• Work.  Have I ever mentioned that I have a job?  It’s actually a great job, intellectually interesting, wonderful co-workers, a boss with the best manners of any man I know and a very unAmerican amount of vacation time.  So, I actually had to do some work, because I haven’t been as productive as I’d like lately.
  • Banana bread.  I made some.  I wonder how many words I could have written while I was smashing up those bananas.  You can’t eat words, though.

Today I don’t have to do any of those things, except work.  After work, more scenes. 


12 thoughts on “Days Four and Five: The Great Downhill

  1. If there really was an earthquake during school hours, a big bag of candy is really the best thing to have. After all, if for some reason you don’t want the candy, you can always trade the other kids for their energy bars. Or dried fruit.

    Anyway, go Bloglily! I am always AMAZED and FLABBERGASTED by the amount of things bloggers do besides blogging. It seems to take up so much of my time. No, wait– it’s reading other peoples’ blogs that takes up all the time! But how can you do one without the other, right?

  2. Hi Dorothy — If only you & the Hob lived in California. You could come over and have some banana bread — and swordfight with my boys! Thanks for the good wishes.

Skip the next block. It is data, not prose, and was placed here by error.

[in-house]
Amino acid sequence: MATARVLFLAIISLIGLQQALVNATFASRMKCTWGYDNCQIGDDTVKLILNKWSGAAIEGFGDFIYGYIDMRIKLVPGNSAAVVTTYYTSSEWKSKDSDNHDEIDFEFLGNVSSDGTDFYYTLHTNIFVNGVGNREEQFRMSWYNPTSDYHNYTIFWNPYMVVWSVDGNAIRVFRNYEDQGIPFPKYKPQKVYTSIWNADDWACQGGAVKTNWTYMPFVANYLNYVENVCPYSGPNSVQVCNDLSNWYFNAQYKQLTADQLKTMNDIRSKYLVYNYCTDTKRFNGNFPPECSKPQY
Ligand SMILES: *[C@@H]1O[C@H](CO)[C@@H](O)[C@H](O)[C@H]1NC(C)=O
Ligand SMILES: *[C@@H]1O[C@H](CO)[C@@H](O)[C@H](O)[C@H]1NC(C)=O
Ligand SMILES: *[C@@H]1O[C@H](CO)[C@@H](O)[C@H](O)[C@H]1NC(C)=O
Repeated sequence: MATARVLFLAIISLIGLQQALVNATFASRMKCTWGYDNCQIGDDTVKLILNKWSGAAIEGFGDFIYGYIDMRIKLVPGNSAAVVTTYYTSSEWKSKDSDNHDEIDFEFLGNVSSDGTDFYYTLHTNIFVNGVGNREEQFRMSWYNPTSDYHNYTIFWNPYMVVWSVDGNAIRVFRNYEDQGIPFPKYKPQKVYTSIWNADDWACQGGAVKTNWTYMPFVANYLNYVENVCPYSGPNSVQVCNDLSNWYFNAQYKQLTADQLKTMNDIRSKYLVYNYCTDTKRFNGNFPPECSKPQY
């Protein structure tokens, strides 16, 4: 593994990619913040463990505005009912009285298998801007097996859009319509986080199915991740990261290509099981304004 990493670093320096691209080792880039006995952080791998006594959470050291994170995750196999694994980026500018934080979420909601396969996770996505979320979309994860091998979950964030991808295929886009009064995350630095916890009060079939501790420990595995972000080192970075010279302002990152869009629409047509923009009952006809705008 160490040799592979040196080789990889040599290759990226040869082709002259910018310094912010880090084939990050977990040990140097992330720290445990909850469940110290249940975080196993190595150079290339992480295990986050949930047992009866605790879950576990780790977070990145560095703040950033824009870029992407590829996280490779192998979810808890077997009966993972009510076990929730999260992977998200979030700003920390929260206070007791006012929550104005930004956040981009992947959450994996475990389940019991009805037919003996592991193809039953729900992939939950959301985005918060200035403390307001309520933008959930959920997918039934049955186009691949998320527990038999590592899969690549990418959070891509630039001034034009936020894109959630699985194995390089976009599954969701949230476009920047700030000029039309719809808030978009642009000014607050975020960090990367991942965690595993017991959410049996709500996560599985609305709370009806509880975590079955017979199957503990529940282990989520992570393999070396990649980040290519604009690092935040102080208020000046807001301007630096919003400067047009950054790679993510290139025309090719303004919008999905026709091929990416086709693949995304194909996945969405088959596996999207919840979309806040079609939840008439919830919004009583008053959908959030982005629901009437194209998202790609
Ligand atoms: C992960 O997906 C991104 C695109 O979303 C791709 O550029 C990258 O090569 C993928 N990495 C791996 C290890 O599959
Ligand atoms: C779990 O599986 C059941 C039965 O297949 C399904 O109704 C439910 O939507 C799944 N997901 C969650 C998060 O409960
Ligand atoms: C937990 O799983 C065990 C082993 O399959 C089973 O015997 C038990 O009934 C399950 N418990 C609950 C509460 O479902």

Oh Renee, You are a clever woman, you are! In a time of civil disorder, you have to have the good black market goods. My guess is that starbursts will have a lot more value than raisins, but that’s just me.

  3. Oh, earthquakes. When I was a kid (do I sound like one of those cranky old men?) we didn’t have earthquake kits. I guess we were expected to resort to cannibalism and descend into a Lord of the Flies environment if The Big One hit. We had a quake around these parts a couple of years ago. There was the bump and the rumbling. Dorothy leaped up, shocked. I kept eating my breakfast. “That was a little one,” I told her, with my California sense of cool. I did, after all, live through the Loma Prieta quake in 1989–I was at Cal when it happened.